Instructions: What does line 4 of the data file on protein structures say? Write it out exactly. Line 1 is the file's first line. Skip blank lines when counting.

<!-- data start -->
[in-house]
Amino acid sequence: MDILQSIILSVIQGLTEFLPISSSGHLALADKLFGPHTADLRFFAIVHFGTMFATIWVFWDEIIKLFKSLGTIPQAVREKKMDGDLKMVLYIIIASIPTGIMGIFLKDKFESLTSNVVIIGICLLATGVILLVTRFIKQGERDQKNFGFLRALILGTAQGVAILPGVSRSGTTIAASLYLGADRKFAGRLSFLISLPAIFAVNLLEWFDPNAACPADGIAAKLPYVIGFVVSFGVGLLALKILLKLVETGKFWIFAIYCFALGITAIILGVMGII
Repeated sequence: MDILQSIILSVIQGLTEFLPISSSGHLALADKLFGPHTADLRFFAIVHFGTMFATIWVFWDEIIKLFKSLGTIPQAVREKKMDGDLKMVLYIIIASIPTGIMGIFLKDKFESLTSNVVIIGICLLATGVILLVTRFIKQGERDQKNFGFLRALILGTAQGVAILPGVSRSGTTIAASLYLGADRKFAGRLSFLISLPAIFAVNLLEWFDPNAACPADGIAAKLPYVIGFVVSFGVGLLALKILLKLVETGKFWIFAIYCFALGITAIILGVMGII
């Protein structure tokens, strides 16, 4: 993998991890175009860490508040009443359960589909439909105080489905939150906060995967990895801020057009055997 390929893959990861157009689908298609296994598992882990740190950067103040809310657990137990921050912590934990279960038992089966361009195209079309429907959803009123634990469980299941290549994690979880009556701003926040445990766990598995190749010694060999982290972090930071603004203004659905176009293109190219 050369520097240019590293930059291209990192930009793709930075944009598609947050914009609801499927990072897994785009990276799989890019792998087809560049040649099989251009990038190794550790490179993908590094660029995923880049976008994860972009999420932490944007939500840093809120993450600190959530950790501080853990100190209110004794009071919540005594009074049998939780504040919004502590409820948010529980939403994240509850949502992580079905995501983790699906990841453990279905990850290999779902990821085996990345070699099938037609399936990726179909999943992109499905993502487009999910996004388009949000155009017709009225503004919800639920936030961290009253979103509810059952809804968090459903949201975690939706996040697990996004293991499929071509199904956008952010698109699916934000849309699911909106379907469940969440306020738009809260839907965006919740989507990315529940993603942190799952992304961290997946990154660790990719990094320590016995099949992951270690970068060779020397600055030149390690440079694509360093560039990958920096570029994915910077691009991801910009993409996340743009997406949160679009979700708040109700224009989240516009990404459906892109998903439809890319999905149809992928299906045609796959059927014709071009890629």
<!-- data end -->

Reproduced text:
């Protein structure tokens, strides 16, 4: 993998991890175009860490508040009443359960589909439909105080489905939150906060995967990895801020057009055997 390929893959990861157009689908298609296994598992882990740190950067103040809310657990137990921050912590934990279960038992089966361009195209079309429907959803009123634990469980299941290549994690979880009556701003926040445990766990598995190749010694060999982290972090930071603004203004659905176009293109190219 050369520097240019590293930059291209990192930009793709930075944009598609947050914009609801499927990072897994785009990276799989890019792998087809560049040649099989251009990038190794550790490179993908590094660029995923880049976008994860972009999420932490944007939500840093809120993450600190959530950790501080853990100190209110004794009071919540005594009074049998939780504040919004502590409820948010529980939403994240509850949502992580079905995501983790699906990841453990279905990850290999779902990821085996990345070699099938037609399936990726179909999943992109499905993502487009999910996004388009949000155009017709009225503004919800639920936030961290009253979103509810059952809804968090459903949201975690939706996040697990996004293991499929071509199904956008952010698109699916934000849309699911909106379907469940969440306020738009809260839907965006919740989507990315529940993603942190799952992304961290997946990154660790990719990094320590016995099949992951270690970068060779020397600055030149390690440079694509360093560039990958920096570029994915910077691009991801910009993409996340743009997406949160679009979700708040109700224009989240516009990404459906892109998903439809890319999905149809992928299906045609796959059927014709071009890629």